National Fisherman

Six months ago, there was a glow of enthusiasm around the embattled Gloucester waterfront over the news that, while hardly meeting the full demands of the 1954 Saltonstall-Kennedy Act, the National Oceanic and Atmospheric Administration would kick in up to $11 million of its seafood tariff revenue to support innovative projects aimed at improving America’s embattled fisheries and dockside economies.
One, submitted by four Gloucester fishermen, seeks $200,000 for research exploring the harvesting of whiting by opening a currently-closed portion of the fishery near Stellwagen Bank grounds.
Another, one of two submitted by Ann Molloy and Ocean Crest Seafoods, seeks $395,000 to research and develop the process and facilities for extracting the versatile chitin from lobster and crab shells for later use in the medical and pharmaceutical industries — truly an innovative proposal aimed at transitioning the city’s waterfront into new businesses, just as Ocean Crest has already done with its Neptune’s Harvest fertilizer.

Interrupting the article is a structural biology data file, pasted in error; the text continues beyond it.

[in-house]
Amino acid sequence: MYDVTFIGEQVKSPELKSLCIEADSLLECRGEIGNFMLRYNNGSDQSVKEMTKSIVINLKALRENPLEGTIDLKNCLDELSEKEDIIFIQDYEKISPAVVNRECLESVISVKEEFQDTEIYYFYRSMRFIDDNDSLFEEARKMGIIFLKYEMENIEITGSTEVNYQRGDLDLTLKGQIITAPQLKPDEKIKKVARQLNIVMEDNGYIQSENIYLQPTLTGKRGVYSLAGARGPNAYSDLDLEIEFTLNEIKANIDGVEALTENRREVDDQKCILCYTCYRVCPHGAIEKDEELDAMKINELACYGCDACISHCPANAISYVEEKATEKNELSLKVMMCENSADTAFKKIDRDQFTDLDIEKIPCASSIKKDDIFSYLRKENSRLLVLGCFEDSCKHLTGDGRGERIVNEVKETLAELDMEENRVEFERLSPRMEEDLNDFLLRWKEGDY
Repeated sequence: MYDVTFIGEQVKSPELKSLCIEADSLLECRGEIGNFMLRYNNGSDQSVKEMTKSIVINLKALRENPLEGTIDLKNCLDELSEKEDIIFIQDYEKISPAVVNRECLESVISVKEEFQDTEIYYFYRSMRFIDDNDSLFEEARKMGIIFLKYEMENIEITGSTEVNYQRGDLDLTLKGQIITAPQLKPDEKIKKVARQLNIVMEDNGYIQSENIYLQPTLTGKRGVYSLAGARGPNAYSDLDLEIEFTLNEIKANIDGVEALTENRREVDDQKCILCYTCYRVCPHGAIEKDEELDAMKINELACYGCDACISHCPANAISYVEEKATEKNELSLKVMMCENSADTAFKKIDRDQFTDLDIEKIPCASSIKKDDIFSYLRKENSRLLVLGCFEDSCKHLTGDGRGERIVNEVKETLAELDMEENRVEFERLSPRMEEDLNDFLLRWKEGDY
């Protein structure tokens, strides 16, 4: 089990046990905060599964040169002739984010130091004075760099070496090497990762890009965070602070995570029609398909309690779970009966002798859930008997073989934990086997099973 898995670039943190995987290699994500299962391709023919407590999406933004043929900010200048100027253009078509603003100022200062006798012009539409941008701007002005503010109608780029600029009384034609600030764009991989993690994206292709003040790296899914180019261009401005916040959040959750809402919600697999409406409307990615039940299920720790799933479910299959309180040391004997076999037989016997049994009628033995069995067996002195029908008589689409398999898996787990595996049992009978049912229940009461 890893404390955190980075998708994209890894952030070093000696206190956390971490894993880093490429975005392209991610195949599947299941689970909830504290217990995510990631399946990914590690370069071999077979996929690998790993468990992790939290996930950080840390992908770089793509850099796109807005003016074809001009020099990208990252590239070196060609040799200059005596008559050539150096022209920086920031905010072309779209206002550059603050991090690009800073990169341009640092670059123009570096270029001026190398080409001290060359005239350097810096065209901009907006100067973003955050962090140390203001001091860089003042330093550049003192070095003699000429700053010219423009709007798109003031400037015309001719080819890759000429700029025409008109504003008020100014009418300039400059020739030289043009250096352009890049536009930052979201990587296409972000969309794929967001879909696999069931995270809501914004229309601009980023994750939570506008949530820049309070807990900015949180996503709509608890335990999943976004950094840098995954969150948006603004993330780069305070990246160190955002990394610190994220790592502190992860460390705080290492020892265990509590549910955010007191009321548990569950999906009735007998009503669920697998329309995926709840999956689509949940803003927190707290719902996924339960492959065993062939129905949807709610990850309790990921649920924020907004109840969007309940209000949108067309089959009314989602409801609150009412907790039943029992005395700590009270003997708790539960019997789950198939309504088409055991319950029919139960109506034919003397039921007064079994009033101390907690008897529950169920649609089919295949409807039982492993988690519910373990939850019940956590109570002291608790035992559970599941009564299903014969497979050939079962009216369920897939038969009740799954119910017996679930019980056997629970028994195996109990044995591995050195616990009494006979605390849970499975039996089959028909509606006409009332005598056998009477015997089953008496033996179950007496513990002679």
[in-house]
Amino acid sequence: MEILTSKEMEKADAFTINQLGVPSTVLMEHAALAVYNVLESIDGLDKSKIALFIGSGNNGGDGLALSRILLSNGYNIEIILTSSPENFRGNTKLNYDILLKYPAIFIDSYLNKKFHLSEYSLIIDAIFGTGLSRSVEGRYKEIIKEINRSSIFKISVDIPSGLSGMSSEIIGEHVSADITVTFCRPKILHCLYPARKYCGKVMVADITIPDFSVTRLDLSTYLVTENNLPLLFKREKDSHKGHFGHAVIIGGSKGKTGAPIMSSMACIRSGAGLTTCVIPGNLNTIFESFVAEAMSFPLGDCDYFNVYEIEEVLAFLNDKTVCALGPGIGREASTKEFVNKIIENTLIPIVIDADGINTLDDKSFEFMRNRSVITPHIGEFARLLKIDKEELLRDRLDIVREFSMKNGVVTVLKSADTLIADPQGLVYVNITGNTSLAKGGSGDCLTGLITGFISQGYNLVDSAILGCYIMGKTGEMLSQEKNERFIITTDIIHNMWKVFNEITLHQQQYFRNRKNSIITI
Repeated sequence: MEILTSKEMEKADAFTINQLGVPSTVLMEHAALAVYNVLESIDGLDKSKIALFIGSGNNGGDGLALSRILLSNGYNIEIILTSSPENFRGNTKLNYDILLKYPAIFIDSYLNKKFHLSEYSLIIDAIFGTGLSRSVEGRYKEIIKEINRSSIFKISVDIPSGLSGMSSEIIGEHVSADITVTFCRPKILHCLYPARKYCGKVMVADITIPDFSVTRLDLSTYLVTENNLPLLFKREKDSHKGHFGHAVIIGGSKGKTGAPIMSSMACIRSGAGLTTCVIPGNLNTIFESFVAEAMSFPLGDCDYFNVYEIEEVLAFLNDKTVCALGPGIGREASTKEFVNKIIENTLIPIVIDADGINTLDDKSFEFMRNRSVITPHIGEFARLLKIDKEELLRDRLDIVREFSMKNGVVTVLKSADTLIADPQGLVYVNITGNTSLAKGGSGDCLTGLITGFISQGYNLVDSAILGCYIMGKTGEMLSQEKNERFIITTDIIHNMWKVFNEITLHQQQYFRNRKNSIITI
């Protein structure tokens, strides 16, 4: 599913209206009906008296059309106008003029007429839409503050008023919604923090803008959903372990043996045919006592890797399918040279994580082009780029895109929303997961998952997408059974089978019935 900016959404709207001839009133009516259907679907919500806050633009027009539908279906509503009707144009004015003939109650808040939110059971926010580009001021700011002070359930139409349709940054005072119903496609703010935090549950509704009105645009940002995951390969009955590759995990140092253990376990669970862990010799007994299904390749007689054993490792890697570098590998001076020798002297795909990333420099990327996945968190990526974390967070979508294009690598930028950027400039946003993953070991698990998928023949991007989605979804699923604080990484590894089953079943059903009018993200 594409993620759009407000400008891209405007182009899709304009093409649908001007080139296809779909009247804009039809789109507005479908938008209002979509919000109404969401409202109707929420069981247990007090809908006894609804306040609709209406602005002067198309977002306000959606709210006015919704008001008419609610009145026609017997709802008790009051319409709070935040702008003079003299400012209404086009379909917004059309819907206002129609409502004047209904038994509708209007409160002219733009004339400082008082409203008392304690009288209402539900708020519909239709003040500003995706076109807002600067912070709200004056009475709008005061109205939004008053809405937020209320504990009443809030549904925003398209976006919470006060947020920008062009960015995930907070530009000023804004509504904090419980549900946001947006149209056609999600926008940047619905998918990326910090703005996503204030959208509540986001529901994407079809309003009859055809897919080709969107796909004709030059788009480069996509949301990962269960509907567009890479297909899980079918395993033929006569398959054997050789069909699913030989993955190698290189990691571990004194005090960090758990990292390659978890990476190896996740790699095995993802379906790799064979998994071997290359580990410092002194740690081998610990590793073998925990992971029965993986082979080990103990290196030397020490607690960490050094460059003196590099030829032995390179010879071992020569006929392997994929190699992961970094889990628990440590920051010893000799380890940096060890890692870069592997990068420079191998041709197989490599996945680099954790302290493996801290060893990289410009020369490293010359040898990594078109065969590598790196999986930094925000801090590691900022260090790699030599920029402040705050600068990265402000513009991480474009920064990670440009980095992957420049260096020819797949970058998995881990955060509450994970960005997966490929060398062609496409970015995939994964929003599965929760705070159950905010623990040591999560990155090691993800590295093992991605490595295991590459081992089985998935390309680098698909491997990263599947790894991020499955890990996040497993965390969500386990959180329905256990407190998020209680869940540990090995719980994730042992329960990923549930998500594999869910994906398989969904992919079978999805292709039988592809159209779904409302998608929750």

That, however, was September. And it was in late January that Daniel Namur, NOAA’s Maryland-based program director for the Saltonstall-Kennedy grant program, said the agency’s reviewers were “wrapping up the merit review process” and the final list of successful candidates could be finalized “within the next week.”
Read the full story at Standard-Times>>

Inside the Industry

NMFS recently released a draft action plan for fish discard and release mortality science, creating a list of actions that they hope can better inform fisheries.

We know that fishermen have to deal with bycatch by discarding or releasing unwanted catch overboard, but there is a data gap regarding how those fish survive.


A new study has identified a set of features common to all ocean ecosystems that provide a visual diagnosis of the health of the underwater environment coastal communities rely on.

Together, the features detail cumulative effects of threats -- such as overfishing, pollution, and invasive species,  allowing responders to act faster to increase ocean resiliency and sustainability.

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